AP continues to call for an independent investigation into the destruction of the building housing our Gaza bureau so that the facts are known.As we have said, we have no indication of a Hamas presence in the building, nor were we warned of any such possible presence before the airstrike. This is something we check as best we can. We do not know what the Israeli evidence shows, and we want to know.Had we seen any credible information that our journalists were at risk or our ability to report the news accurately and fairly was compromised, we would have taken action to address the situation. We would never knowingly put our journalists at risk.AP’s role is to report what is factually happening to the best of our ability. We are proud of our staff in Gaza, Israel, and across the region who continue to produce a factual, independent and comprehensive news report.
May 15, 2021, 3:40 p.m. ET: AP President and CEO Gary Pruitt issued this statement Saturday after AP's Gaza bureau was destroyed in an Israeli airstrike:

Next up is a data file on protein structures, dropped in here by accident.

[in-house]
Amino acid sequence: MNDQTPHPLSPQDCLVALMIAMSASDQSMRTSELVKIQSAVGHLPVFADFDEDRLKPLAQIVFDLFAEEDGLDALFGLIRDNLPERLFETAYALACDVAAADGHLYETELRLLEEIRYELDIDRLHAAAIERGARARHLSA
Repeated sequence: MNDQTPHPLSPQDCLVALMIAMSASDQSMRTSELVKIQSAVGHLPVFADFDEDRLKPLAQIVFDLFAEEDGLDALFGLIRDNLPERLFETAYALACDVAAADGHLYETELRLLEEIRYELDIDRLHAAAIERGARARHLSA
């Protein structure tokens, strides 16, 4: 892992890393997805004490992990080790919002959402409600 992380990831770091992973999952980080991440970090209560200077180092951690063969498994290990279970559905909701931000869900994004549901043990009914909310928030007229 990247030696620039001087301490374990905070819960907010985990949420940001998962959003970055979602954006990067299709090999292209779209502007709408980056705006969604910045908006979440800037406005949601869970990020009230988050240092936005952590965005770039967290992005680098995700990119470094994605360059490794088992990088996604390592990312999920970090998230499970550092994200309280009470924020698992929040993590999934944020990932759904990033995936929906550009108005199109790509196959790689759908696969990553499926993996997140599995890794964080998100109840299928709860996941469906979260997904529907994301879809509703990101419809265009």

We are shocked and horrified that the Israeli military would target and destroy the building housing AP’s bureau and other news organizations in Gaza. They have long known the location of our bureau and knew journalists were there. We received a warning that the building would be hit.The Israeli government says the building contained Hamas military intelligence assets. We have called on the Israeli government to put forward the evidence. AP’s bureau has been in this building for 15 years. We have had no indication Hamas was in the building or active in the building. This is something we actively check to the best of our ability. We would never knowingly put our journalists at risk.This strike is an incredibly disturbing development. We narrowly avoided a terrible loss of life. A dozen AP journalists and freelancers were inside the building and thankfully we were able to evacuate them in time.The world will know less about what is happening in Gaza because of what transpired today.